The email came on a Friday morning two weeks ago. It was a chatty note from our friend Judy, one of the Blue Heron Bridge Mucksters. “Right now we are seeing seaweed blennies with eggs, cardinal fish with eggs, and seahorses.” Oh, Oh, Oh! Blennies with eggs have been on my hit list forever. I spent many dives this year in Dominica, Bonaire and at the Bridge looking for looking for Redlip (Ophioblennius macclurei) or Seaweed (Parablennius marmoreus) blenny males, guarding egg nests.
I email back, “OK, This is a crazy idea, but are the tides favorable for this weekend? I am traveling on Monday to visit my parents and have houseguests coming in on the 10th, so my only shot is tomorrow or Sunday and I haven’t said anything to Ned yet…”
Saturday morning at 8:00 am, we roll out of the driveway; cameras charged and dive gear loaded for the 270-mile drive to the Blue Heron Bridge. After a Friday evening flurry of emails among the Mucksters and a call to Ken and Tammy Marks about spending Saturday night with them, we decide to go for it. We are sure our neighbors will forgive us for skipping their holiday party (sorry Jim and Pam).
At 1:30 pm, we wade toward the newly repaired east span with Bill Barnes, who is hoping to lead us to the same blenny that he photographed for over an hour last weekend. Since we are entering before slack tide, he cautions us to avoid being swept into the channel by swimming hard against the current until we get to the pilings. Ned and Bill are carrying dive flags on floats so we can be seen from the surface; I have given mine to Ken who is running a few minutes late and will catch up with us. This does not feel like the 75-77 degree water that was reported last night. I look at my gauge – 72 degrees – but have no time to think about how cold I am going to be because I realize there is a bigger problem: the vis is three feet at best and I can barely see Bill. As if reading my mind, he turns back, thrusts his float line into my hand and swims away with me in tow. I “swim hard against the current” and lose a fin. Now struggling to hang on to my camera and Bill’s float line with one hand and put the retrieved fin back on with the other hand, I am swimming one-legged to keep up with Bill. He assumes the drag I create during the fin recovery is the result of increased depth (we are now down to 15 feet) and lets out more float line from the reel attached to his BC. The sudden, extra slack drops me to 18 feet – the bottom – just in time for my camera tripod to snag a wad of lost monofilament fishing line. Entangled, I am forced to let go of my tether to Bill but more important, my guide to the blenny.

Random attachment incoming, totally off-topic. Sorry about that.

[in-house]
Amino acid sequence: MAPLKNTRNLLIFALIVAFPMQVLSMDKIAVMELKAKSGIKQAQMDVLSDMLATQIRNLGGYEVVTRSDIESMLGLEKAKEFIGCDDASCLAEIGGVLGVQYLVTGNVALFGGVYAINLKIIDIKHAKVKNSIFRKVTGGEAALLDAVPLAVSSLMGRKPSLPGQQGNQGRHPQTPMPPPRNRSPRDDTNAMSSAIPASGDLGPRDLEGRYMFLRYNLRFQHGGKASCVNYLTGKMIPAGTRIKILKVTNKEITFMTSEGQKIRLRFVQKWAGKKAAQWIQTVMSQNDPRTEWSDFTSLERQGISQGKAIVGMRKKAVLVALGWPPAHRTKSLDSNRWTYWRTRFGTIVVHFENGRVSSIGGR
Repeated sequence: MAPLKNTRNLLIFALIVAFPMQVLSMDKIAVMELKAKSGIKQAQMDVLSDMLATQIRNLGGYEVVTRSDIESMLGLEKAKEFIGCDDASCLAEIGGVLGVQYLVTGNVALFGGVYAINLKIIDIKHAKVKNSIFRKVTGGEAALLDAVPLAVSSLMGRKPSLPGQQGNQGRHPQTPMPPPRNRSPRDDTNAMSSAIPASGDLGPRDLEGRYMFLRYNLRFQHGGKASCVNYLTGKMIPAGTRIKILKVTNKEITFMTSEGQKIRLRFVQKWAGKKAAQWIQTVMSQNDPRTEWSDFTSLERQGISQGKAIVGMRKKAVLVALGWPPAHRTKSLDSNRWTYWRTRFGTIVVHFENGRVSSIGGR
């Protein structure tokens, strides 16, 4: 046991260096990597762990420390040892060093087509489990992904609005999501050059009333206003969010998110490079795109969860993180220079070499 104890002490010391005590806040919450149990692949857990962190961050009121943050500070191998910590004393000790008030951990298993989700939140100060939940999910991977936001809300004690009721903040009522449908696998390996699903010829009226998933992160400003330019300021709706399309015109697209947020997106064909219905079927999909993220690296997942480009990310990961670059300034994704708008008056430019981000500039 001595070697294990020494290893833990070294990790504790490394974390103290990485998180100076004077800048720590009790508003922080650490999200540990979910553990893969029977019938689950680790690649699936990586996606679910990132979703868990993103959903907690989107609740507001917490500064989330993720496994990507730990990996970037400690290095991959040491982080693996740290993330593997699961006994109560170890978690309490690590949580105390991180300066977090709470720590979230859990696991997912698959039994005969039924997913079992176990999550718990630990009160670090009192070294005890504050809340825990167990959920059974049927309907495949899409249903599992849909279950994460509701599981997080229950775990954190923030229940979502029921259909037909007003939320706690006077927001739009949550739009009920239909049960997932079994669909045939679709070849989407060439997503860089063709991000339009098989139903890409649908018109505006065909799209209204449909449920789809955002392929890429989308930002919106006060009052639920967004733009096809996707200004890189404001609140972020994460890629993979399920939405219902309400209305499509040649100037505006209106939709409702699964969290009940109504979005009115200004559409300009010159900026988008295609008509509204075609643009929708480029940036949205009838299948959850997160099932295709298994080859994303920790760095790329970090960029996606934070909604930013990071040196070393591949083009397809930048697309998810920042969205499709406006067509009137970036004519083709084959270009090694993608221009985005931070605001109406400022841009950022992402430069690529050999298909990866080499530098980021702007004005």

I spend three tense minutes of freeing myself when Bill appears, hands me his float line again and leads me to a small bivalve shell with tiny purple eggs. Perched a few inches away is a large Seaweed Blenny that once convinced I am no major threat, returns to his shell and the egg clutch, laid by one or more female mates, that he is guarding. Ned finally shows up after surfacing to get his bearings. He has had his own adventure, involving a lively conversation with a fisherman who is not a fan of divers. Sixty-eight minutes into the dive, I realize how numb I am from the cold and we all head back to shore. Deb Devers surfaces behind us, shouting that she has found and marked another blenny with eggs. No one even looks back.
Ken, who has accompanied us on more than his fair share of “adventures”, often names our dives, making it easier to remember them years later, for better or worse. Not having shot a single frame with his camera during the hour, he declares this the Blenny Fever dive. Ned, huddled on the picnic bench and clutching a gallon of hot water Ken has provided for warmth, says ruefully, “No, it’s the 500-mile Blenny!” I am just thrilled – I finally saw my blenny with eggs!